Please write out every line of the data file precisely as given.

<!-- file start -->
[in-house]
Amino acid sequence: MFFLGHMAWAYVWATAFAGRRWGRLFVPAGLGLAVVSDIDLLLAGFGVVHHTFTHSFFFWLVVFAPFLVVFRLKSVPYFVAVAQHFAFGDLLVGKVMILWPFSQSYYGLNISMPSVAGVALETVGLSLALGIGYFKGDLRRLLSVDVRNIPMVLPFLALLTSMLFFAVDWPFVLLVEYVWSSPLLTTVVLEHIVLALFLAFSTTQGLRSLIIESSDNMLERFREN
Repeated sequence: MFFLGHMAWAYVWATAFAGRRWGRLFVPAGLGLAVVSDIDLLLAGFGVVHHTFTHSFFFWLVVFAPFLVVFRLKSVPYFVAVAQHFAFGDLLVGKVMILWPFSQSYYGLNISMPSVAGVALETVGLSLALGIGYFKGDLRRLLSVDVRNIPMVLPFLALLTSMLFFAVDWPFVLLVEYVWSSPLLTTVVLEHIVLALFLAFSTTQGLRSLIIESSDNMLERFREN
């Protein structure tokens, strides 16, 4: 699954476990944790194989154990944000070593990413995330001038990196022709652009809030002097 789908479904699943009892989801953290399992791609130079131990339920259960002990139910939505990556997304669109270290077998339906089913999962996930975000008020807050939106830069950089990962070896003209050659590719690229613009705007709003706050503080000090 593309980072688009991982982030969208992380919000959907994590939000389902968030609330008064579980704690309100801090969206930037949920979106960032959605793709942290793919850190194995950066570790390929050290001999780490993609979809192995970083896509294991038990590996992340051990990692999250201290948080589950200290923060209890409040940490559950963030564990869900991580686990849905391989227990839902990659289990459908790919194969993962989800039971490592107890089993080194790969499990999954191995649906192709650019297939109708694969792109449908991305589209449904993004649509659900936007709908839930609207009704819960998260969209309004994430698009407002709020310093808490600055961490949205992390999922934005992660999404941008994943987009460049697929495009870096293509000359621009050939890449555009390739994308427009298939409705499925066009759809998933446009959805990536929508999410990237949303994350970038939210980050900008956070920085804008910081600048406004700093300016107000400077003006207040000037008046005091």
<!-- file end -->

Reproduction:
[in-house]
Amino acid sequence: MFFLGHMAWAYVWATAFAGRRWGRLFVPAGLGLAVVSDIDLLLAGFGVVHHTFTHSFFFWLVVFAPFLVVFRLKSVPYFVAVAQHFAFGDLLVGKVMILWPFSQSYYGLNISMPSVAGVALETVGLSLALGIGYFKGDLRRLLSVDVRNIPMVLPFLALLTSMLFFAVDWPFVLLVEYVWSSPLLTTVVLEHIVLALFLAFSTTQGLRSLIIESSDNMLERFREN
Repeated sequence: MFFLGHMAWAYVWATAFAGRRWGRLFVPAGLGLAVVSDIDLLLAGFGVVHHTFTHSFFFWLVVFAPFLVVFRLKSVPYFVAVAQHFAFGDLLVGKVMILWPFSQSYYGLNISMPSVAGVALETVGLSLALGIGYFKGDLRRLLSVDVRNIPMVLPFLALLTSMLFFAVDWPFVLLVEYVWSSPLLTTVVLEHIVLALFLAFSTTQGLRSLIIESSDNMLERFREN
């Protein structure tokens, strides 16, 4: 699954476990944790194989154990944000070593990413995330001038990196022709652009809030002097 789908479904699943009892989801953290399992791609130079131990339920259960002990139910939505990556997304669109270290077998339906089913999962996930975000008020807050939106830069950089990962070896003209050659590719690229613009705007709003706050503080000090 593309980072688009991982982030969208992380919000959907994590939000389902968030609330008064579980704690309100801090969206930037949920979106960032959605793709942290793919850190194995950066570790390929050290001999780490993609979809192995970083896509294991038990590996992340051990990692999250201290948080589950200290923060209890409040940490559950963030564990869900991580686990849905391989227990839902990659289990459908790919194969993962989800039971490592107890089993080194790969499990999954191995649906192709650019297939109708694969792109449908991305589209449904993004649509659900936007709908839930609207009704819960998260969209309004994430698009407002709020310093808490600055961490949205992390999922934005992660999404941008994943987009460049697929495009870096293509000359621009050939890449555009390739994308427009298939409705499925066009759809998933446009959805990536929508999410990237949303994350970038939210980050900008956070920085804008910081600048406004700093300016107000400077003006207040000037008046005091």